Both bills passed out of committee on 11–8 votes, with one Republican, Rep. Mallerie Stromswold, R-Billings, joining the Democrats on the panel in voting against the measures. The bills now head to the full House for debate.

Legislature Hears Slate of Bills to Restrict Abortions in Montana

Four bills seeking to limit abortion access in Montana will now be debated by the full House of Representatives after passing on party-line votes in the House Judiciary Committee and after drawing passionate testimony from the public.

The measures, if signed into law, would ban late-term abortions, limit access to abortion-inducing drugs, require doctors save the life of an infant if born alive after an abortion, and require women be given the opportunity to view a live ultrasound before an abortion procedure.

Three hours of charged testimony began on Tuesday morning when the hearing opened on House Bill 136, also called the “Pain-Capable Unborn Child Protection Act.”

Rep. Lola Sheldon-Galloway, R-Great Falls, sponsored the bill, and told committee members to focus on testimony about the unborn fetus, rather than the rights of the parents.

If it becomes law, HB 136 would make it a felony offense to perform an abortion 20 or more weeks into a pregnancy, based on the point at which proponents said an unborn fetus can feel pain.

Proponents included anti-abortion physicians and advocates, including Kaitlyn Ruch, a junior at Helena High School and member of Students for Life of America. Ruch said she and her brother were adopted, and that she was grateful their birth mothers chose to go through with their pregnancies.

“The thought that an unborn child can be intentionally killed within their mother’s womb when they are capable of feeling pain is heartbreaking,” Ruch said.

Opponents voiced concern over the bill’s legality and its potential intrusion on the right to privacy guaranteed by the Montana Constitution, and called into question the science behind choosing 20 weeks as the benchmark for banning abortions.

“This one-size-fits-all ban leaves women in potentially dangerous positions and does nothing to protect their health,” said Laura Terrill, a representative from Planned Parenthood Advocates of Montana.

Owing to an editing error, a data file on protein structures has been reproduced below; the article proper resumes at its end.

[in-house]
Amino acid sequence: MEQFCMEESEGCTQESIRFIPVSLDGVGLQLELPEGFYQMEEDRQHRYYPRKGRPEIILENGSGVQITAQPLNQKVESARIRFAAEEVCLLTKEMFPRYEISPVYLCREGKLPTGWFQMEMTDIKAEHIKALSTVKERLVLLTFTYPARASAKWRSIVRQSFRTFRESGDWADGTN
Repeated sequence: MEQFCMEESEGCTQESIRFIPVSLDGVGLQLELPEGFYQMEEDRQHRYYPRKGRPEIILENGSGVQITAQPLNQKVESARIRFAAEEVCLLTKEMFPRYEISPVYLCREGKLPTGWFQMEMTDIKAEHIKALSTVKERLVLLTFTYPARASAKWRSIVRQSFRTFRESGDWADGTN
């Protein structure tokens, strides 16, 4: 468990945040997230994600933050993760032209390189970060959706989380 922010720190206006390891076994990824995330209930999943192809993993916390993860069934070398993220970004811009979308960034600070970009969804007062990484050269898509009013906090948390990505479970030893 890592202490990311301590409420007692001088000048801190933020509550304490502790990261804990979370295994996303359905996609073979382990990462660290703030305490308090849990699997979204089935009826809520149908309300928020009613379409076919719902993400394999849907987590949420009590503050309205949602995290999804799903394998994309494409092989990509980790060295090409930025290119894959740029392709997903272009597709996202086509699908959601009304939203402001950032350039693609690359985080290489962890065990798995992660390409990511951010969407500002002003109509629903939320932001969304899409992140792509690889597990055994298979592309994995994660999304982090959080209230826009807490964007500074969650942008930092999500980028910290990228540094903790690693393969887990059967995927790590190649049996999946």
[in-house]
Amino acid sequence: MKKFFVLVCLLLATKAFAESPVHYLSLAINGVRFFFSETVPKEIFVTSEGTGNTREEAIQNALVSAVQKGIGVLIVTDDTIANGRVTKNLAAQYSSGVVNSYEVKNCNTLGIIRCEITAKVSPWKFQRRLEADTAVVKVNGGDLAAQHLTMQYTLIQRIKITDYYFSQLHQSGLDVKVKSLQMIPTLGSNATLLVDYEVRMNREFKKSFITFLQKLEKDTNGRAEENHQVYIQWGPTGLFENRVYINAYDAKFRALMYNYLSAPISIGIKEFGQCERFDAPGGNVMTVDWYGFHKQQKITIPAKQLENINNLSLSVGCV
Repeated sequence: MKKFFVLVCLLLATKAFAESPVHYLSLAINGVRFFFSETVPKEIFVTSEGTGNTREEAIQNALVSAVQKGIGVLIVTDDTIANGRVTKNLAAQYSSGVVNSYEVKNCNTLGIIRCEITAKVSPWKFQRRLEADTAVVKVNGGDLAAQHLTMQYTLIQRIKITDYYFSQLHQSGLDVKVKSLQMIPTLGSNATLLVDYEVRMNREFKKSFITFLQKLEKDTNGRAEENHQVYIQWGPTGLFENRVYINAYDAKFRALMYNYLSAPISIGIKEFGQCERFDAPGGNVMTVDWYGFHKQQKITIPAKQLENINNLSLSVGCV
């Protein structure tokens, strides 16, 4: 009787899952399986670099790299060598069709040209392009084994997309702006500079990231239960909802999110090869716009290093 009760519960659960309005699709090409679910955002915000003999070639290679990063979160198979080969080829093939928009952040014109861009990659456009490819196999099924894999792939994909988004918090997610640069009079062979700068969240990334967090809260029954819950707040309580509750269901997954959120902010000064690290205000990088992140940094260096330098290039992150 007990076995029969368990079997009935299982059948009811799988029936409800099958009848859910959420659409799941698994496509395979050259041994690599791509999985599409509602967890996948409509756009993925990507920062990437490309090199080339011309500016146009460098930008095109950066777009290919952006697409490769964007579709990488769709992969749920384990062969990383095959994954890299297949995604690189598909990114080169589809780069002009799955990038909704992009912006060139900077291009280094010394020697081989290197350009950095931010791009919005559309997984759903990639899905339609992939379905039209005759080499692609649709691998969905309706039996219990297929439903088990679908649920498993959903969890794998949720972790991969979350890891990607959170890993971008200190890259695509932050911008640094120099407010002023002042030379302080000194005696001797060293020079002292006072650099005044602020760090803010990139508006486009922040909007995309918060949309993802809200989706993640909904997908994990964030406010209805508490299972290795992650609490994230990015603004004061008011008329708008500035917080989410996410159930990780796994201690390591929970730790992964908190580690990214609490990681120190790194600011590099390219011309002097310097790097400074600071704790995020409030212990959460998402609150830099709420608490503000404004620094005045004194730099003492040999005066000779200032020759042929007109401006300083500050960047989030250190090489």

In total, 17 people testified in favor of the bill and eight testified against.

A second bill heard Tuesday would make it harder for women to obtain abortion-inducing drugs by restricting delivery of the pills through mail and requiring a physician to conduct an in-person exam of the woman prior to prescribing the drugs. It would also outlaw the drugs in schools and on college campuses.

Rep. Sharon Greef, R-Florence, sponsored House Bill 171, and said its purpose was not to restrict access to the drugs, but to protect women from what she called “dangerous drugs.”

Opponents of the bill said the rate of complications from chemical abortions is lower than those from surgical abortions.

Susan Liebel testified in support of the bill on behalf of the Susan B. Anthony List, an anti-abortion lobby. She warned the committee against allowing “DIY abortions” on college campuses, and said that the bill would protect women.

“The reality is that the dorm bathroom is the new abortion clinic,” Liebel said.

Kelsen Young, the executive director of the Montana Coalition Against Domestic and Sexual Violence, strongly disagreed with the idea that the bill protects women. She said it would strip women of autonomy over their own bodies.

“House Bill 171 measures up to be one of the most offensive and hurtful pieces of anti-choice legislation I have seen,” Young said. “And I have been in the Montana State Capitol for almost 20 years.”

Two more anti-abortion bills arrived in the House Judiciary Committee Wednesday morning sponsored by sibling legislators from Kalispell.

Rep. Amy Regier brought House Bill 140, which would require abortion providers to offer patients the opportunity to view an ultrasound before undergoing an abortion.

“The key to this bill is ‘offer,’” Regier said during her opening remarks. “The patient is not required to view or hear.”

The bill faced a lineup of supporters and opponents similar to the previous anti-abortion measures.

Catherine Glenn Foster, president and CEO of Americans United for Life, an anti-abortion organization, called upon her own experience with abortion, in which she said her doctor did not allow her to see an ultrasound before undergoing her abortion.

“When we as a society do not ensure that aboriton facilities provide women and girls with the information we’ve asked for, it can have devastating consequences,” Foster said.

Much debate swirled among proponents and opponents over how to meet the “informed consent” requirement for medical procedures. Supporters of the bill argued that ultrasound images better inform the pregnant woman of the state of the fetus, while opponents argued the legislature should not insert itself into the patient-doctor relationship.

“What that informed consent process specifically looks like, and what information should be provided—that should be left between the patient and the provider,” said Greg Dorrington, a representative from the Montana Medical Association.

Amy Regier’s brother Rep. Matt Regier brought House Bill 167 before the committee, and said existing law does not go far enough in protecting infants potentially born alive following an abortion.